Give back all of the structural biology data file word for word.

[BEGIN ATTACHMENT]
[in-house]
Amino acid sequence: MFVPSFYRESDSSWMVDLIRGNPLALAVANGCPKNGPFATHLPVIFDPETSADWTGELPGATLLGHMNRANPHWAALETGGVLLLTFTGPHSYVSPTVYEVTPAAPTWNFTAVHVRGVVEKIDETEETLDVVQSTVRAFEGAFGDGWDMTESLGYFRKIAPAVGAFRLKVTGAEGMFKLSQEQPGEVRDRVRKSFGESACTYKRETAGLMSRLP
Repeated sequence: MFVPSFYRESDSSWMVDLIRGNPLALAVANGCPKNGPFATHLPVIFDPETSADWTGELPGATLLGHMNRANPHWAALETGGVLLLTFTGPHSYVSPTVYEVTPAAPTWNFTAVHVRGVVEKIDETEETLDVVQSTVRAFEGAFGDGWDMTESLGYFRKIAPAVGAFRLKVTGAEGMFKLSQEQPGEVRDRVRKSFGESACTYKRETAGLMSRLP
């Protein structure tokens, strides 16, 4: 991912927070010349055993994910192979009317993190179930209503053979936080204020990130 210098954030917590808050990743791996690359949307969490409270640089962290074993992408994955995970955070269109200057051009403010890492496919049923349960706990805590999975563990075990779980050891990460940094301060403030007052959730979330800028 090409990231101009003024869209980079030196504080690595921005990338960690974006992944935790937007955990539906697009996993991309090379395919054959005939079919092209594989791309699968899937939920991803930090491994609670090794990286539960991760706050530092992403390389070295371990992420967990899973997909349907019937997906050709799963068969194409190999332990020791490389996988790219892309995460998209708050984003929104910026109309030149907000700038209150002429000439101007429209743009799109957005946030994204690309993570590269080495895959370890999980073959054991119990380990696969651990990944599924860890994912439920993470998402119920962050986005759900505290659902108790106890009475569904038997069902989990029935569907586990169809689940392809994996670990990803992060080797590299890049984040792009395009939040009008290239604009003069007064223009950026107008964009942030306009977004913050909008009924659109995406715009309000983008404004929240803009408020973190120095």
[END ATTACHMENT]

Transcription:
[in-house]
Amino acid sequence: MFVPSFYRESDSSWMVDLIRGNPLALAVANGCPKNGPFATHLPVIFDPETSADWTGELPGATLLGHMNRANPHWAALETGGVLLLTFTGPHSYVSPTVYEVTPAAPTWNFTAVHVRGVVEKIDETEETLDVVQSTVRAFEGAFGDGWDMTESLGYFRKIAPAVGAFRLKVTGAEGMFKLSQEQPGEVRDRVRKSFGESACTYKRETAGLMSRLP
Repeated sequence: MFVPSFYRESDSSWMVDLIRGNPLALAVANGCPKNGPFATHLPVIFDPETSADWTGELPGATLLGHMNRANPHWAALETGGVLLLTFTGPHSYVSPTVYEVTPAAPTWNFTAVHVRGVVEKIDETEETLDVVQSTVRAFEGAFGDGWDMTESLGYFRKIAPAVGAFRLKVTGAEGMFKLSQEQPGEVRDRVRKSFGESACTYKRETAGLMSRLP
């Protein structure tokens, strides 16, 4: 991912927070010349055993994910192979009317993190179930209503053979936080204020990130 210098954030917590808050990743791996690359949307969490409270640089962290074993992408994955995970955070269109200057051009403010890492496919049923349960706990805590999975563990075990779980050891990460940094301060403030007052959730979330800028 090409990231101009003024869209980079030196504080690595921005990338960690974006992944935790937007955990539906697009996993991309090379395919054959005939079919092209594989791309699968899937939920991803930090491994609670090794990286539960991760706050530092992403390389070295371990992420967990899973997909349907019937997906050709799963068969194409190999332990020791490389996988790219892309995460998209708050984003929104910026109309030149907000700038209150002429000439101007429209743009799109957005946030994204690309993570590269080495895959370890999980073959054991119990380990696969651990990944599924860890994912439920993470998402119920962050986005759900505290659902108790106890009475569904038997069902989990029935569907586990169809689940392809994996670990990803992060080797590299890049984040792009395009939040009008290239604009003069007064223009950026107008964009942030306009977004913050909008009924659109995406715009309000983008404004929240803009408020973190120095």